Cut the Pentagon Budget by Nearly $1 Trillion Over 10 Years
The coronavirus pandemic exposed what has long been true: America’s defense spending and defense priorities rarely match the actual threats we face.
This year the Trump administration requested $1.21 trillion in national security spending, including $740 billion for the Pentagon. The Pentagon also requested an additional $18 billion for a wish list of items that weren’t in its initial request. The coronavirus pandemic exposed what has long been true: America’s defense spending and defense priorities rarely match the actual threats we face.
Note: This essay is part of a 2020 Defense Priorities symposium on Department of Defense budget cuts. Read more essays in the series here.
The economic fallout of the pandemic may force Congress and the Pentagon to make reductions. We should see this as an opportunity to challenge long-held sacred, gold-plated cows. The following are a few immediate opportunities—by no means an exhaustive list—for cuts to garner more than $500 billion in savings over 10 years:
Stop sustainment strategies for operating and maintaining weapon systems that prioritize contractor profits over operational capabilities. The Defense Department spends almost as much on contractors who do everything from providing professional and management support to maintaining and operating weapon systems as they do on goods. In many cases, this results from a model that gives contractors long-term contracts to support systems the military should be able to maintain itself. Even reducing this reliance by 15 percent could save the Pentagon $262.5 billion over 10 years.
Stop centering our war planning around bombers. Centering U.S. strategy around bombers has always been misguided and based on a misreading of military history. The idea that a manned bomber would save the day in a nuclear war is even more preposterous. The same effect can be achieved through ballistic and cruise missiles, or by tactical manned aircraft if necessary, and at a much lower cost. Getting rid of our bombers would save $266 billion over 30 years.
Reduce the number of U.S. troops overseas. The U.S. has garrisoned nearly three-quarters of the globe with approximately 174,000 active-duty troops stationed in 150 countries. Many of these bases were established during the Cold War, which means their strategic relevance ended nearly 30 years ago. The U.S. spends about $51.5 billion annually to build and operate overseas bases. By cutting those costs in half, we would save approximately $250 billion over 10 years.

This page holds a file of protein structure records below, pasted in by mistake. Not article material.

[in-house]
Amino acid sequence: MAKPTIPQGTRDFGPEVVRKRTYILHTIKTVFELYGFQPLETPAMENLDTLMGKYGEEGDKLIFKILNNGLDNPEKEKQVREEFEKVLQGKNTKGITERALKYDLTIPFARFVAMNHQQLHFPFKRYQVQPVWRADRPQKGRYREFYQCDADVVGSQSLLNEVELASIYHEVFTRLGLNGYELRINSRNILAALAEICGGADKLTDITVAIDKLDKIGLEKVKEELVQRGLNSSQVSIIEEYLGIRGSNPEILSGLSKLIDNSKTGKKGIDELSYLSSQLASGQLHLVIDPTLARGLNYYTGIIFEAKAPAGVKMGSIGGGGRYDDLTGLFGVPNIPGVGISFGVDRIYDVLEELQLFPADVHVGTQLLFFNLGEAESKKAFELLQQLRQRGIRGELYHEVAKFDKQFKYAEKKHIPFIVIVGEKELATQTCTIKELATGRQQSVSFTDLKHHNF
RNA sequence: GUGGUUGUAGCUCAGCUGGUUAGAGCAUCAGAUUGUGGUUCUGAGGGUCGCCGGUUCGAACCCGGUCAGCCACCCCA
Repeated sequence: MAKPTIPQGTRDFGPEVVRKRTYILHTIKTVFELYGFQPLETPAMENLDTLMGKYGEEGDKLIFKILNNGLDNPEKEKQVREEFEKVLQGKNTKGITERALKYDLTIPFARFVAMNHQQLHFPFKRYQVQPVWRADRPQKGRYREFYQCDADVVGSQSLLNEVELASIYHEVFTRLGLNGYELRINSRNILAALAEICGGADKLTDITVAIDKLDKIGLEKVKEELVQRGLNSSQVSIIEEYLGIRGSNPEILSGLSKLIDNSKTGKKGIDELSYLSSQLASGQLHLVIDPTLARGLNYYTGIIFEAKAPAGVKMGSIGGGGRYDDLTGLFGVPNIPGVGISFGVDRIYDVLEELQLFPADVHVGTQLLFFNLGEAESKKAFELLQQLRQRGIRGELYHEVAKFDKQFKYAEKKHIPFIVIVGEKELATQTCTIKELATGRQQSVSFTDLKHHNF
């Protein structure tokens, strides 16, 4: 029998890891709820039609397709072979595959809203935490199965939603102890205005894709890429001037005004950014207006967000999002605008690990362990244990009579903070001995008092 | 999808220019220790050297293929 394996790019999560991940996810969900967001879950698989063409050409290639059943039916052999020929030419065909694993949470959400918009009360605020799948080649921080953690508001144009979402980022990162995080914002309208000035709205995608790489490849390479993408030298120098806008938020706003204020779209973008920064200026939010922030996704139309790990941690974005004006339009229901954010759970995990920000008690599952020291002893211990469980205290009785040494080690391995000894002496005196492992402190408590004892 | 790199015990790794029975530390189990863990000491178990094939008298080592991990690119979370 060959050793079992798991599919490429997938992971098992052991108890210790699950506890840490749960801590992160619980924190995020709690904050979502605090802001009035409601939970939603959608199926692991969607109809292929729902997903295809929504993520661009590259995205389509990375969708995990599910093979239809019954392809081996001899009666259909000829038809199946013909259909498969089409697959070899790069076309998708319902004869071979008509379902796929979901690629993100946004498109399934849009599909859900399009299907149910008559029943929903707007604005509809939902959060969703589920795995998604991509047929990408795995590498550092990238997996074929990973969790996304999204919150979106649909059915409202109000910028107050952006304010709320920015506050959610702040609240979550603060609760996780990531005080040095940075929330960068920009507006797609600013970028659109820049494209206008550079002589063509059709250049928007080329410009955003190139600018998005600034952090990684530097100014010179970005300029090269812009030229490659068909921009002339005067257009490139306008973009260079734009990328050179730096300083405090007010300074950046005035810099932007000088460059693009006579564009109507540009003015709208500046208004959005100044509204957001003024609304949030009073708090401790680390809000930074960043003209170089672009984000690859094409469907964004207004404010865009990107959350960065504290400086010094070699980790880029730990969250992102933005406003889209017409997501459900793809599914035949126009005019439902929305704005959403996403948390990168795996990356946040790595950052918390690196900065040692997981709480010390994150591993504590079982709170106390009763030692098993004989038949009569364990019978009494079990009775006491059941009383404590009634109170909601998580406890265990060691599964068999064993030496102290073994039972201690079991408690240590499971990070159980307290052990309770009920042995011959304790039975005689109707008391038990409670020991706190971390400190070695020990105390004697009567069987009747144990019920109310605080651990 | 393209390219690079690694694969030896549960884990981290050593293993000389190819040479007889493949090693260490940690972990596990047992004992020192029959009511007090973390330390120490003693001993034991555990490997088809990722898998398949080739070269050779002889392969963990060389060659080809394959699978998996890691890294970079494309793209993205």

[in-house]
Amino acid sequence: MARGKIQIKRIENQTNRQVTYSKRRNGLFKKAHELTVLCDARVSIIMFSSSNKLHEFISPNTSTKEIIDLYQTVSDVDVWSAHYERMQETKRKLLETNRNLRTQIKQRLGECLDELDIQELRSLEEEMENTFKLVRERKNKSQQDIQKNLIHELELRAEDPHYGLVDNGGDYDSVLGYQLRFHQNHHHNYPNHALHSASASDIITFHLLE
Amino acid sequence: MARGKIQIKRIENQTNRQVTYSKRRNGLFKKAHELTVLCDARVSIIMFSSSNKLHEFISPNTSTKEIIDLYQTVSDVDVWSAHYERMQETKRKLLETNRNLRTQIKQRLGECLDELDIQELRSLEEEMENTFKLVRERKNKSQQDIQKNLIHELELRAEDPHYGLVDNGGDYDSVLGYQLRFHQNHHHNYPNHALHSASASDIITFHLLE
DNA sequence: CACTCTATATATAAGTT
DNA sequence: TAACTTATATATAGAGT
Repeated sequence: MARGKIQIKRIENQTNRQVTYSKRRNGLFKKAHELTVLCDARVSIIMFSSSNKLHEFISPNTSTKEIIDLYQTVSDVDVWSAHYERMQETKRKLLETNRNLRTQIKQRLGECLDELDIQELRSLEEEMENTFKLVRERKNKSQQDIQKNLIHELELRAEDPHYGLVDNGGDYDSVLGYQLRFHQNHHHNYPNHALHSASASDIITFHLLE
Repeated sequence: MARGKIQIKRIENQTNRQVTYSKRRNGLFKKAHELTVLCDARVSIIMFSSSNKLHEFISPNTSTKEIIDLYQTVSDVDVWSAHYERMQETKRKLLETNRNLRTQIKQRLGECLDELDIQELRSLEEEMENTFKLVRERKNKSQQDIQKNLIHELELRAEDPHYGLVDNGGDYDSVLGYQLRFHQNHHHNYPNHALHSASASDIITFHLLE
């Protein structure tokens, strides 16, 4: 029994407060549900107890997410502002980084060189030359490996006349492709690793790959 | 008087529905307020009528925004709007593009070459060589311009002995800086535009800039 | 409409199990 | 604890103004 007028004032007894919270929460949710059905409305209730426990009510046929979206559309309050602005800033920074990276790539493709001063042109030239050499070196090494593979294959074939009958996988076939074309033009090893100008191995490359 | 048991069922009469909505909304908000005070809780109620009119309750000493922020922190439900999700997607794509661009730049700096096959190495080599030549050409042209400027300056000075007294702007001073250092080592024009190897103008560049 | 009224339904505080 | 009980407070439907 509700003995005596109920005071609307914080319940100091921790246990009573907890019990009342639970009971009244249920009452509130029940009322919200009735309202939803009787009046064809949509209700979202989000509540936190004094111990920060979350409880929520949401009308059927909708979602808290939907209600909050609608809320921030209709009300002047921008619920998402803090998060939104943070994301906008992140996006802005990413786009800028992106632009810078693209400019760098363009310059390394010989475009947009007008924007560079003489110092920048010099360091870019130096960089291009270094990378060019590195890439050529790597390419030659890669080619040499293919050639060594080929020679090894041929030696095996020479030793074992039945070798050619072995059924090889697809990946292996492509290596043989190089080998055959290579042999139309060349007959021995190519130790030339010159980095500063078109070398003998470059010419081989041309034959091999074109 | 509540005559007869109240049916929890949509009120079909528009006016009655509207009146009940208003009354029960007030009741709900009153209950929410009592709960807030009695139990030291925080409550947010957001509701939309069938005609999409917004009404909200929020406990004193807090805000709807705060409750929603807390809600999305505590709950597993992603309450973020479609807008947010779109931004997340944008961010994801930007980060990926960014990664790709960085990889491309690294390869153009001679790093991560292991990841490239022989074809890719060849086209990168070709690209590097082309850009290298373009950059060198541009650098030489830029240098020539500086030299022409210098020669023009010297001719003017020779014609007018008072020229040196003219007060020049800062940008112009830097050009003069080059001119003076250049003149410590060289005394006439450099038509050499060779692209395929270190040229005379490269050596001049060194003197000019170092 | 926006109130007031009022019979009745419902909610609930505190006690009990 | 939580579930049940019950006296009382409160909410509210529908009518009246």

Stop creating new off-budget accounts. The Overseas Contingency Operations account, the European Deterrence Initiative, and the new Pacific Deterrence Initiative all undermine budget discipline and harm planning. Budget discipline is further undermined by statutory requirements for services and combatant commands to send Congress wish lists for additional items. Eliminating these funds and requirements would save more than $100 billion over 10 years.
Cease creating new space bureaucracies. The new Space Force has already made clear that its mission is to waste taxpayer dollars. It is redundant and undermines effectiveness. Eliminating it could save at least $15 billion over 10 years.
Total potential savings over 10 years: $893.5 billion.
The only way lasting change will happen, however, is by significantly reducing the Pentagon’s budget and forcing leaders to make choices. If budgets continue to climb, there won’t be any incentive for reform—and America’s defense spending pit will threaten the entire federal budget.
This article by Dan Grazier and Mandy Smithberger first appeared at Defense Priorities.
Image: U.S. Air Force B-1B Lancer bomber aircraft from Ellsworth Air Force Base, South Dakota, fly in formation with Swedish Armed Forces Gripen fighter aircraft during a mission over Sweden, May 20, 2020. Picture taken May 20, 2020. U.S. Air Force/Tech. Sgt. Emerson Nunez/Handout via REUTERS.